Having recently taken part in charity walk of the Great Wall of China, Rita and Dean Wiseman describe their journey.
Last Christmas the Eve Appeal, a charity set up to raise awareness and to fund groundbreaking research into gynaecological cancers, ran an advertisement in a magazine. They were planning a major fund-raising event, namely a trek along the Great Wall of China.
Rita was inspired by this in memory of her mam who died of a gynaecological cancer at the age of 32, so we decided we would take on the challenge. Two weeks later we received a call from a very close friend to say she had been diagnosed with ovarian cancer. Sadly she lost her battle to the disease on 23rd June. The tragic loss of our friend drove us on to do what ever we could to help the Eve Appeal with their aim to halve death rates from ovarian cancer.
We planned a number of fund-raising events; we had a coffee morning in the Town Hall in Lerwick, we ran a charity shop for a week and Rita had an extreme north haircut on the northernmost point of Hermaness. This was as far north as it was possible to go in the UK as we were unable to secure permission to land on Muckle Flugga.
During this time we also had to think of some kind of training so we would be able to trek for six days along the Great Wall, so we decided to walk the length of Shetland. Tracing a route from the lighthouse at Sumburgh to the one at Fethaland, through Yell via Burravoe and finally through Unst ending up at Skaw meant we completed about 110 miles in total. Walking Shetland’s roads was very different to what we faced in China, but by the end of our trek on the Great Wall we were very glad we had trained.
Twenty three people had signed up for the challenge. The organisers enlisted the help of Kuoni for the trek so with the Kuoni guide and a doctor there were 25 in the group. The group was made up of people from as far apart as Shetland and Guernsey and all points in between. A near 12 hour delay due to aircraft technical faults gave the group extra time to bond before reaching China.
Arrival at Simatai lodge much later than planned meant a quick meal and off to bed. The next morning we had a long lie till 8.30am and were eased in with what they called a “gentle stroll”. We soon realised this was a bit tongue-in-cheek and it was pretty much hiking from then on. Although they call it “Walking the Great Wall of China” it is no walk and our training paid off! The fact that we had no blisters or bruised and damaged toenails told us we had tested and broken in our equipment well. Walking poles were an invaluable aid.
The wall itself varied from barely discernible compacted earthworks with some boulders and strewn bricks to the fully renovated (reconstructed) stonework as seen in the brochures and documentaries … and we did the lot! Being built more or less directly onto the terrain means that if the mountain ridge along which the Wall happens to be built goes up or down at 70 degrees then so does the Wall. This meant there was a lot of fairly steep slopes and stairs. Many of the steps were hardly deep enough to set a whole foot on but could be up to 18 inches high. With very few handrails to be seen it meant the consequences of missing a step would be dire indeed.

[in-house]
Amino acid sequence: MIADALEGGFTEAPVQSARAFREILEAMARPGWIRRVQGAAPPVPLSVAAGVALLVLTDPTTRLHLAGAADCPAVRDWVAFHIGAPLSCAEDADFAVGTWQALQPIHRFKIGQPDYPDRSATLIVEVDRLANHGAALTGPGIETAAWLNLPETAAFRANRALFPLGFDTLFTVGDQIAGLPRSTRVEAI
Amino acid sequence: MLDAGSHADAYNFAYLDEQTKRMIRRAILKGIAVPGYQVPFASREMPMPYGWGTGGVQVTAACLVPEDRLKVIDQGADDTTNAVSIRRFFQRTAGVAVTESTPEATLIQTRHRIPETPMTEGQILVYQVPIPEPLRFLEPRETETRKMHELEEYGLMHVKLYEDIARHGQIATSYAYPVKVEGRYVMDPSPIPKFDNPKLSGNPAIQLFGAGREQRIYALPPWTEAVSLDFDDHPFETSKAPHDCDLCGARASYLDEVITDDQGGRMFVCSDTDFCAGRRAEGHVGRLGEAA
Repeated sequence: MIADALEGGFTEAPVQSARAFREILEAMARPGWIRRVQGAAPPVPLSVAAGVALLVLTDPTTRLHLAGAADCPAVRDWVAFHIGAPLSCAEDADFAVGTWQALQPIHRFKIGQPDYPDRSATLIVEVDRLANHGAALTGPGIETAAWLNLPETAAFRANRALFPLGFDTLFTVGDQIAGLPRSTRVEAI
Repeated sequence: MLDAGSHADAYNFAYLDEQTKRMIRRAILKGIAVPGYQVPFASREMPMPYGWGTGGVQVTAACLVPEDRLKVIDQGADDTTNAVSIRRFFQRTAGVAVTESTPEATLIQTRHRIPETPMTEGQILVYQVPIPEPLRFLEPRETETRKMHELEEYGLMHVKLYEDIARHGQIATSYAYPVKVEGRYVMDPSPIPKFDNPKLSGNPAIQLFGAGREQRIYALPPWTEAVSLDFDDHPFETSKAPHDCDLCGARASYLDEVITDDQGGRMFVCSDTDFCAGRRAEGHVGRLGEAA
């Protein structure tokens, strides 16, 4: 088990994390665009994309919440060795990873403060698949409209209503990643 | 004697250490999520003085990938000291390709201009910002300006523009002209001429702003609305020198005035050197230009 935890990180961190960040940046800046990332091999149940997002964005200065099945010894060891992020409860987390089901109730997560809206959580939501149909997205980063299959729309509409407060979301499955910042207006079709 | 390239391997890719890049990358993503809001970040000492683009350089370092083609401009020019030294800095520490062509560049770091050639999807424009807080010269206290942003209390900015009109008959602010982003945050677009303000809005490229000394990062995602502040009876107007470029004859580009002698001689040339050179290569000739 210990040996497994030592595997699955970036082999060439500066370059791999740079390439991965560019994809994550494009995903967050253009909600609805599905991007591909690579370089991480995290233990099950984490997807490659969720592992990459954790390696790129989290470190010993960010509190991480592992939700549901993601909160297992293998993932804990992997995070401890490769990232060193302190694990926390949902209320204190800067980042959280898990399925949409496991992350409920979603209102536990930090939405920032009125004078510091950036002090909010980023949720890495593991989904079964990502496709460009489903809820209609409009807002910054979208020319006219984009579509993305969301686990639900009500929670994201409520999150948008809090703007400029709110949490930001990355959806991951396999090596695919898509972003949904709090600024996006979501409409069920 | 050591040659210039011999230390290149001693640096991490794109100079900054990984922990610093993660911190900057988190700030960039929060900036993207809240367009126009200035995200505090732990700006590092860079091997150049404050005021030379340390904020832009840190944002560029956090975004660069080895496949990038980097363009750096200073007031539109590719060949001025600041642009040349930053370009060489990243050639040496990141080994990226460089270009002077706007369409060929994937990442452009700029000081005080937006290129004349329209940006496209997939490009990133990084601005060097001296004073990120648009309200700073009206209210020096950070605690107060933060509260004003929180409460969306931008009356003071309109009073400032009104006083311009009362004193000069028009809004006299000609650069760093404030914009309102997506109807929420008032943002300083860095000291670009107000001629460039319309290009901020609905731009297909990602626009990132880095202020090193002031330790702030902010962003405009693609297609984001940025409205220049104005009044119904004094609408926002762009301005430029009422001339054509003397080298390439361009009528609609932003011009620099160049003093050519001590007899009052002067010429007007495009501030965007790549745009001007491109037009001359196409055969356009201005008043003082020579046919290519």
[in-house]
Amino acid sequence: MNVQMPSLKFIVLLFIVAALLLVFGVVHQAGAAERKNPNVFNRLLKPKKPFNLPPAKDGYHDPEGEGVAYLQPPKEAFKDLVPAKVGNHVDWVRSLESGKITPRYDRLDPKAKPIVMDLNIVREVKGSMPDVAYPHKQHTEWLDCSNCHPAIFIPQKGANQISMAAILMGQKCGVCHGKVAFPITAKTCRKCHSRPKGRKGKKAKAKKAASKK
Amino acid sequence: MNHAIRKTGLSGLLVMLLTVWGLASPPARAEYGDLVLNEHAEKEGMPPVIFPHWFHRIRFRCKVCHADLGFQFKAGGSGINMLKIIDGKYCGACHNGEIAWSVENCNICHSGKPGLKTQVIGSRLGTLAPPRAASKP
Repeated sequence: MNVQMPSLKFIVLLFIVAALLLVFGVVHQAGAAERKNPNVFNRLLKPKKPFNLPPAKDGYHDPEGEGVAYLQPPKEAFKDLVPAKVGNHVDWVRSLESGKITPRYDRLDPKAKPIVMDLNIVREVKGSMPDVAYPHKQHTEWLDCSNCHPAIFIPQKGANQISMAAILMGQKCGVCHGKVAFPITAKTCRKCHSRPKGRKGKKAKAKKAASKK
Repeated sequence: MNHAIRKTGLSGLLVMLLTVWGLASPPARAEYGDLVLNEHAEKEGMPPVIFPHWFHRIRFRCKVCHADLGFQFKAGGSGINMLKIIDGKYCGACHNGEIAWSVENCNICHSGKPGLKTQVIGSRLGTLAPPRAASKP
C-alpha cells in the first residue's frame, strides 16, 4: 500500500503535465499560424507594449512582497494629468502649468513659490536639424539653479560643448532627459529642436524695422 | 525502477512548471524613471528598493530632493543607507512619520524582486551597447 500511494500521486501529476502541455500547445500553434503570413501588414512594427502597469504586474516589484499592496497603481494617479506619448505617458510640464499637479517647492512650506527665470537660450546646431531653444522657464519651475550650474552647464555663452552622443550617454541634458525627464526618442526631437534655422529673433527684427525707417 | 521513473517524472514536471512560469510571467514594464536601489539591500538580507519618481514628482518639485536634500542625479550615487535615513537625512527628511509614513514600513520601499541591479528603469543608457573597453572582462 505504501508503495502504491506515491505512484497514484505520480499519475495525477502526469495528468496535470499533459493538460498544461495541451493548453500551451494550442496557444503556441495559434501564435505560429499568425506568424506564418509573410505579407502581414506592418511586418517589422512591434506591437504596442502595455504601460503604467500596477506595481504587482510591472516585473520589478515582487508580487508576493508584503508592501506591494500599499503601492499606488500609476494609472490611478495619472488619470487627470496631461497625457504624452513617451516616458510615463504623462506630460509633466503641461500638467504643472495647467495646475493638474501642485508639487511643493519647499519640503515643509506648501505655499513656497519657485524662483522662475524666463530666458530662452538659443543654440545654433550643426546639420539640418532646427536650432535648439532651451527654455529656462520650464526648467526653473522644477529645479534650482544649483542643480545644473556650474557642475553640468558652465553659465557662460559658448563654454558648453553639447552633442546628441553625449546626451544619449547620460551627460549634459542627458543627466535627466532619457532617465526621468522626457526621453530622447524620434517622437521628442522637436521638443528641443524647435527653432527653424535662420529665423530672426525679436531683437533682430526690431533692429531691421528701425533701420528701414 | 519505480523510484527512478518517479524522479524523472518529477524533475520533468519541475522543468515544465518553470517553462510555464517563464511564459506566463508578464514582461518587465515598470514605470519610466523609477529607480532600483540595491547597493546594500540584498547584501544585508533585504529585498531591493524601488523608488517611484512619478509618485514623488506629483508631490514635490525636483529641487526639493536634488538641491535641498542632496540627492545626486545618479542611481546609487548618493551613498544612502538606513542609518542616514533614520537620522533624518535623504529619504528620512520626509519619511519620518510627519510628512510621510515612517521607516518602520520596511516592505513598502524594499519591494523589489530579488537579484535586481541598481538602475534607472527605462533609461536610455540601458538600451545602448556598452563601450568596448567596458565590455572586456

We were bussed every other day to a new lodge with our luggage and then on to walk the next section of wall, hiking for six days all told. Kuoni pride themselves in getting you off the beaten track and away from the tourist traps and they take this very seriously. One part of the wall, we believed famous for its virtual impossibility to build, is actually on top of a mountain so we climbed Wuzoulou mountain just to see these four towers and some crumbled ruins.
We covered about 55-60 miles all told if measured on the flat but add in all the ups and downs, the stairs and mountains, they were 60 pretty tough miles.
If the star of the event was the scenery, with beautiful craggy peaks and rolling hills dominated by this astonishing feat of human endeavour, the co-star was the group itself which had bonded so well in the face of diversity during our outward journey. There seemed to be more to it than this rather obvious “same-boat-ism”. We had all been fund raising leading up to this finale and this independently shared effort appeared to instill an intrinsic value in what we were doing and tremendous enthusiasm. Every member of the team had their own story to tell. Our efforts, the event, the cause, everything was at face value and it felt really good to be a part of it and has certainly enriched our lives.
Sponsors are still coming in and by the time you are reading this we hope to have reached £10,000. An estimate for the group is more than £70,000 and rising. We would like to thank all our friends and family who took part in the coffee morning, the charity shop and the extreme north haircut. Also everyone who helped with transportation and shelter for our training walk over Shetland but most of all to everyone who gave so generously either through sponsorship or donations of goods or cash.
We knew it would be good for our health to take part in such a brilliant challenge and what a totally worthwhile experience it has been, but we didn’t fully appreciate the other benefits to be gained. It truly does you good to get out there and get involved in this type of event and if anyone’s thinking about it we would strongly recommend it. For more photos see www.justgiving.com/deanwiseman and www.justgiving.com/ritawiseman.